This course intends to inform the student of the peculiarities and traits that define and have defined the social, political, ideological, economic and cultural context of Spain on a national as well as regional scale. Using a historic-political reference, an analysis will be made of the points that best define Spanish cultural reality: festivals, bulls, music, gastronomy, art, etc…., which will allow the student to passing precise coordinates to this reality beyond preconceived ideas and stereotypes.
4710 Latin American Culture and Civilization (or HILA 2110 L.A. Civ***)
This course intends to acquaint the student with the cultural richness and diversity of Latin America. The topics to be studies are compiled from a selection of different aspects of the Latin America societies, thereby pointing out and identifying the diversity as well as similarities of countries of the region. A thematic approach is taken to study the political, social, historical, and artistic components that contribute to the unique cultural development of the continent. In addition, a study of diverse cultural artifacts is used to explore the ethnic and cultural heterogeneity of Latin American societies including the Latin presence in the United States.
4706 Spanish 20th Century History (or HIEU 3602 Spanish 20th Century History ***)
The study and comprehension of contemporary Spanish history gives us a fundamental tool for understanding the present and in a way project to the future of this country. After a short summary of the 19 th C., we will make an in-depth analysis of the so-called Crisis of ’98 to begin the transition to the 20 th C; the rule of Alfonso XIII and the crisis of the Restoration; dictatorship of Primo de Rivera; Second Republic; Civil War, franquismo, and finally, the transition to democracy, finishing up in the Spain of today.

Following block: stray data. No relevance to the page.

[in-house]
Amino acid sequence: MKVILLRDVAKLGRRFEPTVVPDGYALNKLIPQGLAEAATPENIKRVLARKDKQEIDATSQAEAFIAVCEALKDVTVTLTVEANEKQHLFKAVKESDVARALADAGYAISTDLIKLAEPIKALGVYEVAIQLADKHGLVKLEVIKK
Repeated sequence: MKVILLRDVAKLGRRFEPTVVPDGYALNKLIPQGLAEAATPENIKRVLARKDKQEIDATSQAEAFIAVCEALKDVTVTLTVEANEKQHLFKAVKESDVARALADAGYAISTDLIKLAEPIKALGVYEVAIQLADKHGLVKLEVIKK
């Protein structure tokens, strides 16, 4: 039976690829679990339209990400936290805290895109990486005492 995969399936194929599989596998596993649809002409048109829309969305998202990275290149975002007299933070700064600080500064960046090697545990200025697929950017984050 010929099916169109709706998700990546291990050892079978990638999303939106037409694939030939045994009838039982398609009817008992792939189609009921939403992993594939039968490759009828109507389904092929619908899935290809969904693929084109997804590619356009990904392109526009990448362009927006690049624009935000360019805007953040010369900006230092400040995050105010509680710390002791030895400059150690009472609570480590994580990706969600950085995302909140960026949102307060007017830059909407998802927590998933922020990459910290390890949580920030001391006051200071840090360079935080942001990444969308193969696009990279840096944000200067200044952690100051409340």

4705 Spanish Mass Media (or MDST 4705 Spanish Mass Media***)
Mass media, especially those based on images, are very important nowadays to create, modify and empower cultural communities by providing signs of identity and topics to discuss inside the community. Studying media is a very good way to discover how today's Spaniards think about themselves and others, since media simultaneously influence and reflect those images. This course starts with background on the history and structure of the media in Spain, discussions about some multimedia texts to discover how they work and find out relevant information about Spain in different levels of reading: implicit ideologies, roles of men and women, current controversies, Spanish identity vs. regional identities, the influence of opinion lobbies, images of USA.
Over the past 30 years, the Spanish economy has faced basic changes that have allowed for its modernization and incorporation into the process of growing international economic integration. After a brief summary of Spanish economic history from the end of the Civil Wa, we will make an in-depth sector analysis, finishing with a study of how this fundamental process of adaptation, make necessary by the economic policies set forth by the European Union, affected the politics of regional equilibrium and the work of market.
Nineteenth and 20th century Spanish art boasts of some of the most outstanding figures of world art: Goya, Picasso, Dalí, Miró, Tapies, Chillida, Villanueva, Gaudí and Calatrava, to name just a few among the vast artistic production that has marked world art history over these two centuries. We will study these artists, their works and influence in the different styles of the contemporary period which will be reviewed up to current times.
Spanish art is among the richest and most important examples of world art. Its heritage is comprised of works dating from prehistoric times with the caves at Altamira up to the 21 st Century (Calatrava, Mariscal), including the rich architectural legacy of the Romans, the gothic castles and churches of the Middle Ages, Golden Age painting (Velázquez, El Greco, Murillo, Ribera), and the great names of the 20 th Century (Gaudí, Picasso, Dalí, Miró). This course will be a study of all these in which the student will analyze period style as well as the cultural, historical and ideological backdrops which triggered them, making the course a small window through which we can study the past.